The present invention provides a ballistics barrier that satisfies all of the aforementioned aims. Referring to FIG. 1, ballistics barrier 10 has a first layer 12, also referred to as a first array 12 or a foundation layer 12. Layer 12 is comprised of a plurality of horizontally-offset, interconnected cells 14. The cells 14 are formed from a multitude of ballistics fabric sheets that are aligned and then affixed together at predetermined intervals to create the desired cellular structure.

For illustrative purposes, consider the exaggerated fabrication sequence illustrated in FIGS. 4a-4d. FIG. 4a shows two pieces of ballistics fabric 18 and 20 being sewn together at interval X to create a row of cells 19. Next, as shown in FIG. 4b, another sheet of fabric 22 is sewn to the first row of cells at locations corresponding to the first rows' vertices 17 (presupposing the first row has assumed a diamond shape) to create a horizontally offset, relative to the first row, second row of cells 21. FIG. 4c shows a fourth sheet of fabric 24 sewn to the third sheet 22 to create yet another row of offset cells 23. Finally, in FIG. 4d a fifth sheet 26 is sewn to the third row of cells (the fourth sheet 24) to create a fourth row of cells 25. The arrangement depicted in FIG. 4d is referred to as a T-2 configuration because an object (such as a projectile) would have to traverse at least two cells regardless of where on the face of the barrier it strikes. For ease of implementation, the actual manufacturing process is affected with the sheets of ballistics fabric oriented in a substantially parallel relationship, i.e. not distended into any particular shape-like the diamond shape of FIGS. 4a-d. FIGS. 3a-b show a T-3 (six rows of cells, requiring an object to traverse at least three cells regardless of where on the face of the barrier it strikes) and T-4 (eight rows of cells, requiring an object to traverse at least four cells regardless of where on the face of the barrier it strikes) arrangement, respectively.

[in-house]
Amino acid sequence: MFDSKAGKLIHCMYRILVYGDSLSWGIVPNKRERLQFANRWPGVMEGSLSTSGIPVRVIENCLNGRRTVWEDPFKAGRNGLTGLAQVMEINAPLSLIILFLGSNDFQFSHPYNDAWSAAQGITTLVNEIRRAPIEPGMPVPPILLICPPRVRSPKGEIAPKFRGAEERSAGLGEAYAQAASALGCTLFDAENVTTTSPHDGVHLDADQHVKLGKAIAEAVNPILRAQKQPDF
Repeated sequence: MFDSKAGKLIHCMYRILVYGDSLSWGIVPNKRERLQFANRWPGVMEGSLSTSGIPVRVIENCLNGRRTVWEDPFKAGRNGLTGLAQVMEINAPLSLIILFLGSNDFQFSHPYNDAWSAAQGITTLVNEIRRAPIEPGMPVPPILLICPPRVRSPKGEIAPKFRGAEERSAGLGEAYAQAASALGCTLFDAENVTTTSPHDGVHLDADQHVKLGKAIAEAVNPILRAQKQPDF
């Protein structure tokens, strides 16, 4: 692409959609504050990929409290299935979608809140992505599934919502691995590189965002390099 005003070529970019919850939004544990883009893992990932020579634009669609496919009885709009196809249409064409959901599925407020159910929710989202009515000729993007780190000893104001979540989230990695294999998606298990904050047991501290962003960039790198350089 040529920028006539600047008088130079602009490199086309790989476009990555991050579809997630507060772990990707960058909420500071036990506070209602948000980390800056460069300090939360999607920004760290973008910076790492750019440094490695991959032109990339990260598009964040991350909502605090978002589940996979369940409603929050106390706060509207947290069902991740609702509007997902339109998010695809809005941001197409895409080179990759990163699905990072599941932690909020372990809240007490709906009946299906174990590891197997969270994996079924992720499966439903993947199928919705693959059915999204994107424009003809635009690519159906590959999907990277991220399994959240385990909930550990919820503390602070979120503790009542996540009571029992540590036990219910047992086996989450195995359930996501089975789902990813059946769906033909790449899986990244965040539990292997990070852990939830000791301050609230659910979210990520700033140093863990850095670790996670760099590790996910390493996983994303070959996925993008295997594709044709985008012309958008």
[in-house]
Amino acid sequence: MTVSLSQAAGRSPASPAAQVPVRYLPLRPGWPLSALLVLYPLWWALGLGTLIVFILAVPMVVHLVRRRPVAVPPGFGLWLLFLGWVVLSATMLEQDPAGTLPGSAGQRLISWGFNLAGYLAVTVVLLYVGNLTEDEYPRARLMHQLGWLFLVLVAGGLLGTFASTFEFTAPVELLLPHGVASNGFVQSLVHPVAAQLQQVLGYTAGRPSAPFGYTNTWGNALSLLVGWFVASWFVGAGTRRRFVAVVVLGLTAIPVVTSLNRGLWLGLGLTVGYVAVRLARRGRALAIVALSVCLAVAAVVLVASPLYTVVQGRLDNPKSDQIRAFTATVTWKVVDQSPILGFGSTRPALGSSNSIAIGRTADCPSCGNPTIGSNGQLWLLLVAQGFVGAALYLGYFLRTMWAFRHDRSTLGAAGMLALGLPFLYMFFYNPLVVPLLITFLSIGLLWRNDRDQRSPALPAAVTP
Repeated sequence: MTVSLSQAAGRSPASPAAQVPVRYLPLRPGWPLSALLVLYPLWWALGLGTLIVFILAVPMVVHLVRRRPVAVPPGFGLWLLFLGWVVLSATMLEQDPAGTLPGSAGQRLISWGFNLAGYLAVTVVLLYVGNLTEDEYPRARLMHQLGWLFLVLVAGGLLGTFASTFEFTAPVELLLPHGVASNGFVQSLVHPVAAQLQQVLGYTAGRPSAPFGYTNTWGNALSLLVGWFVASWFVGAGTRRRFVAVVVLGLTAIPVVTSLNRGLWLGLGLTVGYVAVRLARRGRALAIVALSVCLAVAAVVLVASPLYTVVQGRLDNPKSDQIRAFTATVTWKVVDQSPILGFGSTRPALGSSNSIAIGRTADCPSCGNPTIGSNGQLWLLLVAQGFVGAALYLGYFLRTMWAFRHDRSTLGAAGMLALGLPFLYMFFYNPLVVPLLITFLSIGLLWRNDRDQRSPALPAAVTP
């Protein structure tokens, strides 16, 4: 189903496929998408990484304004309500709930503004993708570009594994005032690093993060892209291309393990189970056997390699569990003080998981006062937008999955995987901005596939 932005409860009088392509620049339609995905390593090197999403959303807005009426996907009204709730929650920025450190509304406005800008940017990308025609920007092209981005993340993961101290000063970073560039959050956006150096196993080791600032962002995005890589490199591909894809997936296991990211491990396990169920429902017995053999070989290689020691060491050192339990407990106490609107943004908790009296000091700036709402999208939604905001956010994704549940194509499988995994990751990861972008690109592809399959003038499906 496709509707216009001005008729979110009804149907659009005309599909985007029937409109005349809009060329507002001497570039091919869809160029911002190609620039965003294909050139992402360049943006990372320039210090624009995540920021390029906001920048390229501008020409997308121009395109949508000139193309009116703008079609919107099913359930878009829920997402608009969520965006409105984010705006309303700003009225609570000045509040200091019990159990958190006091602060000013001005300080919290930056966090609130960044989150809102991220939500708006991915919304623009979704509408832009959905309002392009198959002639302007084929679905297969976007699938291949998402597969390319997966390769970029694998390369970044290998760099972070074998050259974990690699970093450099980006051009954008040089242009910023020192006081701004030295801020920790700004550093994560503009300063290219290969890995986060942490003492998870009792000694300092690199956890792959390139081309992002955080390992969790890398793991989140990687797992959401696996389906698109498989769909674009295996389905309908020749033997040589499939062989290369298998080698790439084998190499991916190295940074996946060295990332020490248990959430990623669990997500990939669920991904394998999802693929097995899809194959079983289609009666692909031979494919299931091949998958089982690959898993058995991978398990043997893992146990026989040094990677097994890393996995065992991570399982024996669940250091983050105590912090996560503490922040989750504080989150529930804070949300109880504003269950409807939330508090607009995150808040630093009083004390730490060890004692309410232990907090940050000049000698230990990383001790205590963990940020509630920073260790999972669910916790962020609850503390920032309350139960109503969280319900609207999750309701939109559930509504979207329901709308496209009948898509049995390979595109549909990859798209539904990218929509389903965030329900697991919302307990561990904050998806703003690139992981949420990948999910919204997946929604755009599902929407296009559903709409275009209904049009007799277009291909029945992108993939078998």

It will now be obvious to one of ordinary skill in the art that more cells and rows can be added and that the dimensions of the resulting array can be manipulated to achieve a desired size and/or shape. It should also be noted that while FIGS. 4a-4d illustrate a diamond-shaped cell, other cell configurations are within the scope of the invention, such as triangular or rectangular-shaped cells. Alternative barrier arrangements can be created by varying the size and coupling points of the ballistics fabric sheets used to fabricate the barrier or by cutting/shaping standard barriers configurations with, for example, a shearing tool. Further, the cell shape may be distorted as a cell is packed with fill material, especially if the cell is on the perimeter of the barrier. Thus, an exterior diamond-shaped cell may actually have significant curvature after the cell has been packed. This distortion does not compromise the effectiveness of the present invention and is an artifact of the filling/packing process.